So G‑d turned the People toward the way of the wilderness to the Sea of Reeds... Moses took the bones of Joseph with him, for he had firmly adjured the Children of Israel saying, "G‑d will surely remember you, and you shall bring up my bones from here with you." They journeyed from Succot, and encamped at Etham, at the edge of the Wilderness. (13, 18-20)
Rabbi Baruch HaLevi Epstein, zt"l, in his work Tosfot Bracha, observes that the passage regarding the taking of Joseph's bones out of Egypt seems to be misplaced. For the passage that precedes it and the ones following it describe the trek of our ancestors as they leave Egypt for Israel. The removal of Joseph's bones from Egypt, according to Rabbi Epstein, should rightly appear after the description of these travels.
To answer this question, Rabbi Epstein refers us to the Midrash's comment on the verse "the sea saw and fled and the Jordan turned backward" (Psalms 114, 3). The Midrash asks, "What did the sea see that caused it to flee and allow the Jews to pass through on dry land?" And the Midrash answers, "It saw the casket of Joseph," that is, the bones of Joseph which Moses brought out of Egypt. Since the previous passage speaks of G‑d taking the People by way of the Wilderness to the Sea of Reeds, the passage concerning Joseph's bones, in light of the Midrash's explanation, is in fact a part of the progress of the Jewish People on their trek to Israel. For had not the Sea of Reeds miraculously parted to allow them passage and then returned to its normal flow entrapping and killing the Egyptian army, the Jewish People would have perished on its banks. Thus the Midrash qualifies the removal of Joseph's bones as an integral element in the journey of our ancestors from slavery to freedom.
While this insight of Rabbi Epstein's is quite interesting and does answer the question he posses, it nevertheless does not shed any light upon the more fundamental issue at hand. Why did the sea split when it saw the bones of Joseph? Surely the majestic sight of the Jewish nation fleeing the bondage of Egypt led by the greatest of all Prophets, Moses, should have sufficed to prompt the sea to play its role in the salvation of Israel and the consequent consecration of the Jewish People to its vocation at Sinai - to be an Am Kadosh, a Holy Nation, exemplars of G‑d's Will on earth. Why does the mere sighting of the bones of an ancient Jewish leader change the course of human history?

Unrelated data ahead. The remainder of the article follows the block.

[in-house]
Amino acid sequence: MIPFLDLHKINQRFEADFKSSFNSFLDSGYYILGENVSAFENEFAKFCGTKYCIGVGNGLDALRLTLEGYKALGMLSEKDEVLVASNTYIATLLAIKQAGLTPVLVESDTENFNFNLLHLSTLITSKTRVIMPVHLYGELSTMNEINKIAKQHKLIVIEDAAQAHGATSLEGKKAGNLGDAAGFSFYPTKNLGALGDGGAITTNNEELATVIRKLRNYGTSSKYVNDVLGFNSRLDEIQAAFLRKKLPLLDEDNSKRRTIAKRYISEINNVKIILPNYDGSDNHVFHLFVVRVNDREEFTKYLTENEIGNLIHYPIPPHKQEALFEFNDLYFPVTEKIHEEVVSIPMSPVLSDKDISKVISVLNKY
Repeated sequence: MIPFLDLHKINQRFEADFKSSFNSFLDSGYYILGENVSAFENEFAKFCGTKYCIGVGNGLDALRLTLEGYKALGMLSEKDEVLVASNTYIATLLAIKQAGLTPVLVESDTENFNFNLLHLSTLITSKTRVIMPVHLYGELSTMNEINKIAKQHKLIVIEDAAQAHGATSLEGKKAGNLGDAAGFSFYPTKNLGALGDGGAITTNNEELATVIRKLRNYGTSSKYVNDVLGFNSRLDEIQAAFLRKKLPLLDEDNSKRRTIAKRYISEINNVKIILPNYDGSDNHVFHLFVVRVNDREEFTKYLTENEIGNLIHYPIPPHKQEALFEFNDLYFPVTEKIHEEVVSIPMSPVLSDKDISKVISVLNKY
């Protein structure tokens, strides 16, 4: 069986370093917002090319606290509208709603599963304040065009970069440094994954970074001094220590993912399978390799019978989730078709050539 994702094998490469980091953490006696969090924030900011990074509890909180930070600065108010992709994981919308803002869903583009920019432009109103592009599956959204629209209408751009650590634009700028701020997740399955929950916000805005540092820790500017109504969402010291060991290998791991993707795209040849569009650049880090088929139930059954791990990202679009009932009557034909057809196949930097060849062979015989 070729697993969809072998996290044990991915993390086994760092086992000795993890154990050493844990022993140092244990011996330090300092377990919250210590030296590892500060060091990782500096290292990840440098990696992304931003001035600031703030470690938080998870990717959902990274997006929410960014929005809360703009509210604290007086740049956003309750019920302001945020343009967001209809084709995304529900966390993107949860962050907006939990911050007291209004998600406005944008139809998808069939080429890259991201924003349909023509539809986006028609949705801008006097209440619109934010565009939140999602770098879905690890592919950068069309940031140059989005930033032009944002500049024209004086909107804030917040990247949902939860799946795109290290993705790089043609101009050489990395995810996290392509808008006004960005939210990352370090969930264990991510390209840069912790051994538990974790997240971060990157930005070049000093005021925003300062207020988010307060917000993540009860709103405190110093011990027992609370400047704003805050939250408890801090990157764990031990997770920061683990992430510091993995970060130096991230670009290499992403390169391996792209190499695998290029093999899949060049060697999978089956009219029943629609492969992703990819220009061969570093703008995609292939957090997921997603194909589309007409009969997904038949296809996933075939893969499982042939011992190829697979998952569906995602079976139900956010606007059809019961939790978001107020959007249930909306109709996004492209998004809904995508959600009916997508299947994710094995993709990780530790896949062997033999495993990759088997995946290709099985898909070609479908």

When I entered the Rabbinate, one of the most important tasks I was expected to perform was to preside at funerals. Required to give the oration, the eulogy, I have never felt indifferent to the pain of the mourners. It is known in my own family that my Uncle, Rabbi Meyer Finkelstein, z"l, would often times return from officiating at a funeral physically spent as the pain of the mourners was too much for him to bear. Yet, to be a practicing Rabbi, a Congregational Rabbi, one must steel himself to the task of officiating at funerals with the fervent hope that his few words of eulogy bring comfort to the family and honor to the deceased.
Jewish funerals have changed dramatically over the years. As a child, I recall attending funerals in my mother's family. We were all dressed in our best clothes. Funerals were a full day event. First, we had to travel by subway to Second Avenue in Manhattan to Schwartz's Funeral Home. My mother often told me that the original Mr. Schwartz had come to America from Romania with her father, my grandfather. Upon arrival, we would meet all my mother's cousins and extended family. The Chapel would be filled to overflowing. After the service, we would travel in procession to Staten Island to the Itzchak Meyer and Priva Family Society's section in Baron Hirsch Cemetery (our family society founded by my great-grandmother's brother, Rabbi Israel Konovitz, z"l). This was before the construction of the Verrazano Narrows Bridge. The procession had to travel by way of the Staten Island Ferry. The Funeral Directors, who were as well our distant cousins, had a monumental task before them in getting the procession, which usually consisted of at least twenty cars, onto one Ferry. Invariably, an argument arose between the Ferry crew and the Funeral Directors, which resulted in the crew receiving an honorarium of sorts so that they would be more accommodating.
For my brother and myself, the Ferry ride was a welcomed break in an otherwise unintelligible day for a child. The adults would get out of their cars. Only the mourners would remain in the rented limousine. We would watch the parade of Mishpacha as they walked about on the Ferry's decks. My mother would point out the notables, regaling my brother Ken and myself with vignettes about each one.